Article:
Dr Manon Lourenco obtained her first degree and MSc in Physics from the Universidade Federal de MInas Gerais, Brazil, and her PhD from the University of Surrey. She has been working as a research fellow since the completion of her PhD.
My main research interests are directed towards the fabrication and characterisation of optoelectronic devices. During my PhD program, and since then, I have been working on the fabrication and optical, electrical and/or structural characterisation of semiconductor devices (solar cells and light emitting devices) and materials (SIMOX, FeSi2, SiC and other Si compounds; GaAs/InGaAs, InP/InGaAs, CdS/CdTe), using techniques such as electroluminescence, photoluminescence, Raman spectroscopy, deep level transient spectroscopy, photoconductive resolved frequency spectroscopy and double crystal x-ray diffraction. I have published over 50 refereed papers in these areas.
This study reports the effect of an increasing ion dose on both the electrical activation yield and the characteristic properties of implanted bismuth donors in silicon. A strong dependence of implant fluence is observed on both the yield of bismuth donors and the measured impurity diffusion. This is such that higher ion concentrations result in both a decrease in activation and an enhancement in donor migration through interactions with mobile silicon lattice vacancies and interstitials. Furthermore, the effect of implant fluence on the properties of the Si:Bi donor bound exciton, D0X, is also explored using photoluminescence (PL) measurements. In the highest density sample, centers corresponding to the PL of bismuth D0Xs within both the high density region and the lower concentration diffused tail of the implanted donor profile are identifiable.
This study reports on high energy bismuth ion implantation into silicon with a particular emphasis on the effect that annealing conditions have on the observed hyperfine structure of the Si:Bi donor state. A suppression of donor bound exciton, D0X, photoluminescence is observed in implanted samples which have been annealed at 700 °C relating to the presence of a dense layer of lattice defects that is formed during the implantation process. Hall measurments at 10 K show that this implant damage manifests itself at low temperatures as an abundance of p‐type charge carriers, the density of which is observed to have a strong dependence on annealing temperature. Using resonant D0X photoconductivity, we are able to identify the presence of a hyperfine structure in samples annealed at a minimum temperature of 800 °C; however, higher temperatures are required to eliminate effects of implantation strain.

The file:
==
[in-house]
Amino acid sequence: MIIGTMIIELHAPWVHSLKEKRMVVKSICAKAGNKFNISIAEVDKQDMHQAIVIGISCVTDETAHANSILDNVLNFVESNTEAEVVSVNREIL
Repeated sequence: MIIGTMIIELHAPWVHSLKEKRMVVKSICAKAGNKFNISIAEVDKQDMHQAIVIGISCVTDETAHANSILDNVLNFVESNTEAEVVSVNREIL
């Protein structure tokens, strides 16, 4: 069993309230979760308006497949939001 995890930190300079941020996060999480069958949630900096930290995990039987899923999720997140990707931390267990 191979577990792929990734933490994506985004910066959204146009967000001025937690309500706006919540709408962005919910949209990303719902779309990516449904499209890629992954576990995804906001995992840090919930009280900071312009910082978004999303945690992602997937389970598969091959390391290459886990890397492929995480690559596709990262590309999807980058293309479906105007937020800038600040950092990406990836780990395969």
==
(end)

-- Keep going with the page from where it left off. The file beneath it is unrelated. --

Silicon underpins microelectronics but lacks the photonic capability needed for next-generation systems and currently relies on a highly undesirable hybridization of separate discrete devices using direct band gap semiconductors. Rare-earth (RE) implantation is a promising approach to bestow photonic capability to silicon but is limited to internal RE transition wavelengths. Reported here is the fi rst observation of direct optical transitions from the silicon band edge to internal f -levels of implanted REs (Ce, Eu, and Yb); this overturns previously held assumptions about the alignment of RE levels to the silicon band gap. The photoluminescence lines are massively redshifted to several technologically useful wavelengths and modeling of their splitting indicates that they must originate from the REs. Eu-implanted silicon devices display a greatly enhanced electroluminescence effi ciency of 8%. Also observed is the fi rst crystal fi eld splitting in Ce luminescence. Mid-IR silicon photodetectors with specifi c detectivities comparable to existing state-of-theart mid-IR detectors are demonstrated.